Science policy scholars huddled in brownstone buildings, occasionally on the verge of hyperventilation, frequently express disbelief that firemen are more admired and respected than professional scientists, especially in the United States. This lament is frequently accompanied by discussions of policy gridlock related to climate science. These scholars seem to disregard the following characteristics of firefighting when they poo-poo the public’s ignorance and lack of respect for evidence, facticity, and advice.
1) Firefighters are in some sense professional scientists, of the “applied” variety. How would firemen save houses and victims from an inferno without understanding through a collective act of research and investigation what is the likely trajectory of the winds, the impact of chemical suppressants and water, etc.? When fire crews announce the inferno 80% contained, this is considered credible partly because onlookers can see less pointy red flames and smoke when they drive by on the freeway.
2) Firefighters respond regardless of what caused the fire. This is universally respected because everyone knows fire is hot. Fire is hot and dangerous. When you see a cigarette butt burning on a pile of loose mulch, you stomp on it out of civic duty. There is a civil allegiance the public can feel for firefighters. Do other professional scientists deserve more empathy, more sympathy?
3) The fires are not predicted in the future. They happen in the present, and often they happened in the past and have grown beyond control. In the words of a famous science policy writer, this is a form of “tornado politics” where everyone with eyes can agree something must be done, regardless of its likely or rumored causes. Firemen are tornado politicians, uncomplicated in their aspect. We appreciate their matter-of-fact agenda for its clarity.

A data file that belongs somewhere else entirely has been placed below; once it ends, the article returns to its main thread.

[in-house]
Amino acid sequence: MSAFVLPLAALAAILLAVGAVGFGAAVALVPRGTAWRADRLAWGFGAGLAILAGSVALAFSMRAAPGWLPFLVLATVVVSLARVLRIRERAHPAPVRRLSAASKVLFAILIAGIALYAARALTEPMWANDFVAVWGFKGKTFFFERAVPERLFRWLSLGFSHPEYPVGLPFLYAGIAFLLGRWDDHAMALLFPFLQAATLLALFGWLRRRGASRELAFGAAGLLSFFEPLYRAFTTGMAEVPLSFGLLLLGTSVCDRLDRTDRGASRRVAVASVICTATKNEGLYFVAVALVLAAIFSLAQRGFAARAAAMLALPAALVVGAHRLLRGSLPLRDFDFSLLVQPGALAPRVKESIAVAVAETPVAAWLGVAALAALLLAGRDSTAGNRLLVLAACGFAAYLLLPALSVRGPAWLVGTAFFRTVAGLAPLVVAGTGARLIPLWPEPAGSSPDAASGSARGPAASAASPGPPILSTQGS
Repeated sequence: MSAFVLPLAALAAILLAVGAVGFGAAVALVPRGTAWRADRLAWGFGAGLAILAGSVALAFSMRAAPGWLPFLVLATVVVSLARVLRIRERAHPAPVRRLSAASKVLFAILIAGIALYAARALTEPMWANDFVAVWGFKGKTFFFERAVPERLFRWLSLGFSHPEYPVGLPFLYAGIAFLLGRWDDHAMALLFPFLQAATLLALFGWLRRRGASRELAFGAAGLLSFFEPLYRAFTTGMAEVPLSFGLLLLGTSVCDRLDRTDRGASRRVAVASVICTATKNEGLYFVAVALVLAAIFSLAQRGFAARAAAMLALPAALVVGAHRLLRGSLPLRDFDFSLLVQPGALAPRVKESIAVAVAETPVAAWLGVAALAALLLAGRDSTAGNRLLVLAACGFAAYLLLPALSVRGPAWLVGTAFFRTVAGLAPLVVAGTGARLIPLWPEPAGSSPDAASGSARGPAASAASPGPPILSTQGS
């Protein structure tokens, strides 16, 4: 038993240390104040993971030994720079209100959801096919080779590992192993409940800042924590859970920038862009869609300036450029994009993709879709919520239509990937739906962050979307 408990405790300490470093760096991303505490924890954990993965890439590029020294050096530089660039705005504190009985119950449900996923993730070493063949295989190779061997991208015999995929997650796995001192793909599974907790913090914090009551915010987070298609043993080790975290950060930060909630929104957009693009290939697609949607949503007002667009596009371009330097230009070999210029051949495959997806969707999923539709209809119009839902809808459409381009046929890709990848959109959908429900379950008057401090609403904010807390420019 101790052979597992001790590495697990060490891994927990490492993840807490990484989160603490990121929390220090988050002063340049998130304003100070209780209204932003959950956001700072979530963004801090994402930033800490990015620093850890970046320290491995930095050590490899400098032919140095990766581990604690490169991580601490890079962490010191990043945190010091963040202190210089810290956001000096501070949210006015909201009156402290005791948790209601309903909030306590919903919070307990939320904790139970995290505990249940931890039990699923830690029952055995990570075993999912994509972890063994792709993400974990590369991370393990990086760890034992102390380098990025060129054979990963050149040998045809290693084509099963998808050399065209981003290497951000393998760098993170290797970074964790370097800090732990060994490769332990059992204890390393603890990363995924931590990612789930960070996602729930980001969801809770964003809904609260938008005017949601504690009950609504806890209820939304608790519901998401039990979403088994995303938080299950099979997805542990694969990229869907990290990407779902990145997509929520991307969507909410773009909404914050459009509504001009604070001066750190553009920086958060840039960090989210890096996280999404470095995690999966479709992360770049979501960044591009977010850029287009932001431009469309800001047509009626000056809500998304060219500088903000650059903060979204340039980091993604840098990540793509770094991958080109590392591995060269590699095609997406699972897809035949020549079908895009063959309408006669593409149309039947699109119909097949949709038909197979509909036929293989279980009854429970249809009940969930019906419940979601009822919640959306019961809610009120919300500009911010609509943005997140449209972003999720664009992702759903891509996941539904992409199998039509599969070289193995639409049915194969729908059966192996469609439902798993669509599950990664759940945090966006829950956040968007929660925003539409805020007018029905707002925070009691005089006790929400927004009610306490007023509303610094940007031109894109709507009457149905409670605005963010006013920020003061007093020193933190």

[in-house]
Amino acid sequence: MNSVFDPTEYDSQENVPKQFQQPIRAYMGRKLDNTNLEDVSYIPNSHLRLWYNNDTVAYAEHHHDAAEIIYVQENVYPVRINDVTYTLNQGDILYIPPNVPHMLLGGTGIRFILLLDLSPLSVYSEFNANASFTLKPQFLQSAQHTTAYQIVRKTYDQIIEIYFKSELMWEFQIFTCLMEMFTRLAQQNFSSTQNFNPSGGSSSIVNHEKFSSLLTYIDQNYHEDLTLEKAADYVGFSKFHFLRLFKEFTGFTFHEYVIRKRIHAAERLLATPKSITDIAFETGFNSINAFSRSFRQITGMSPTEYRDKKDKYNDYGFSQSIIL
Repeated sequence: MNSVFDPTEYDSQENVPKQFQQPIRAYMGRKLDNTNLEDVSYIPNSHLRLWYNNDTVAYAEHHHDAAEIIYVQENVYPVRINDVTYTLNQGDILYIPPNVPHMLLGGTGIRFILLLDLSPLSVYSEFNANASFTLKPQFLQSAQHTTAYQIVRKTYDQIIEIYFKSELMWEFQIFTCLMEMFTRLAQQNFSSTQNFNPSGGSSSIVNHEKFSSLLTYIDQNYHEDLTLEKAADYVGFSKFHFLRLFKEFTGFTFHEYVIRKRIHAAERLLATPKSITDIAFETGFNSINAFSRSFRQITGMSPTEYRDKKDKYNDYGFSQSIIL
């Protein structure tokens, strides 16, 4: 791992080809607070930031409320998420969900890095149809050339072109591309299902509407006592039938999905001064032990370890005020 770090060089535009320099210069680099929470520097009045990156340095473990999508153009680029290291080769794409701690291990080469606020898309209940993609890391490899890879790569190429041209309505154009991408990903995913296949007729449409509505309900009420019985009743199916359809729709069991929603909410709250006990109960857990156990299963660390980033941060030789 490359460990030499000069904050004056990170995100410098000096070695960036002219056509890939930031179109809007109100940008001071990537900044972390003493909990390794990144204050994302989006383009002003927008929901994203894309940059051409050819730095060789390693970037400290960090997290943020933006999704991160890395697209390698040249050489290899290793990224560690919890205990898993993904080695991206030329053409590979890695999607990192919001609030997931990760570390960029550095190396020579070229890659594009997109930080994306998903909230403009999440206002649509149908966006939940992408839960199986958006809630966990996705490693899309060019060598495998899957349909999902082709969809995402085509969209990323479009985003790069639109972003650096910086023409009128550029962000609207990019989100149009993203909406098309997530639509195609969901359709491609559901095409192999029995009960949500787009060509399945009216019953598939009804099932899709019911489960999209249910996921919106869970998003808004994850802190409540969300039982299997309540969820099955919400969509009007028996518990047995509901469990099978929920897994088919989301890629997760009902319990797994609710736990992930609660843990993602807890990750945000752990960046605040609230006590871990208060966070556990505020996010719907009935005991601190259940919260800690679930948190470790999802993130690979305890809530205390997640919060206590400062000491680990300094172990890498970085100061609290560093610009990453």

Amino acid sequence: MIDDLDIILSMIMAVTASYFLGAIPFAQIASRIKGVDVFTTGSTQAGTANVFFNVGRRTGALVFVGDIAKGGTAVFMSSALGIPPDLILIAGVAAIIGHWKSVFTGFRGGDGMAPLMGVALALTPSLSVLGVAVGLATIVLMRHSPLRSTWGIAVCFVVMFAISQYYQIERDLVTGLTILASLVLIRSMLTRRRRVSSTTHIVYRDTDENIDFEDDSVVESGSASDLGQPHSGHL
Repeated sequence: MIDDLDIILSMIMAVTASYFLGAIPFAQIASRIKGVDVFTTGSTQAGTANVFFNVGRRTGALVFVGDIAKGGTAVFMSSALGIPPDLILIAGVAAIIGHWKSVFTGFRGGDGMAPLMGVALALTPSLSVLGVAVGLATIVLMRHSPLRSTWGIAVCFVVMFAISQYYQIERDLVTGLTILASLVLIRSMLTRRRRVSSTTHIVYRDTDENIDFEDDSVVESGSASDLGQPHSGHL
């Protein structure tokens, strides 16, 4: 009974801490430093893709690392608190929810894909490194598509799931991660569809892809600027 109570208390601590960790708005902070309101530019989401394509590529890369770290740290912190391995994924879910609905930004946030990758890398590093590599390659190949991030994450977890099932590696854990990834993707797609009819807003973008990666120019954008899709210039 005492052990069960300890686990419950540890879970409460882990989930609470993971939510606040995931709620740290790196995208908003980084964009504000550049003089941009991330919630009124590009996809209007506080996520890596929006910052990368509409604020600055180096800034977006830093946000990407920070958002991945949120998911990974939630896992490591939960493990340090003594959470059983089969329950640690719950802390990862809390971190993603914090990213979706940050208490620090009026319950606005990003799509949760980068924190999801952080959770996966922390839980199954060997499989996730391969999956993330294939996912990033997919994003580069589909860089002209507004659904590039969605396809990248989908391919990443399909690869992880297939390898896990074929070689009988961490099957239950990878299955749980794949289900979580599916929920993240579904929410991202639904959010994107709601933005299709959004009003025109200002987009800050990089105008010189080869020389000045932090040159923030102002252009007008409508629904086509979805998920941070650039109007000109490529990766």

4) If a fire is small but dangerous, capable of growing to a raging beast, there are procedures for containment. Firefighters take care of this with scientific precision, despite the common knowledge that wind conditions and precipitation patterns can shift on a dime, chaotically and without notice. There are further procedures for responding to forces of nature that extend beyond the powers of firefighters. There are strategies for fire mitigation that presuppose nature’s eventual cooperation. This produces a quality of perseverence that people find appealing. Firemen have this quality of perseverence in the face of chaos and heroic obstacles.
5) Firemen do not rant about their lack of perceived honor. When they take the podium they possess an unmistakable gait, beyond any capacity for fabrication or embellishment. Their credentials and evidence are written in the lines of their face. There is ax-handled passion fighting alongside intellect and tribal allegiance when fires are doused and outsmarted. Honor, respect, and admiration are communicated through narratives of fires fought.
6) No professional scientist operating without bias would withhold admiration and respect for firefighters.
As a result of these considerations — and there are more besides these — science policy scholars must needs face up to the realities of both human culture and contemporary science policy. Despite the tremendous difficulties these professional scientists face when communicating to the public and acting on chaotic ecosystems, whiners will typically score lower on the respect and admiration index than the smoke-streaked faces of male and female firefighters.
The contrast couldn’t be clearer. The firefighter vs. the de-territorialized polar bear. The domestic inferno vs. the wilderness imperilled.
This is the no-spin zone. You decide.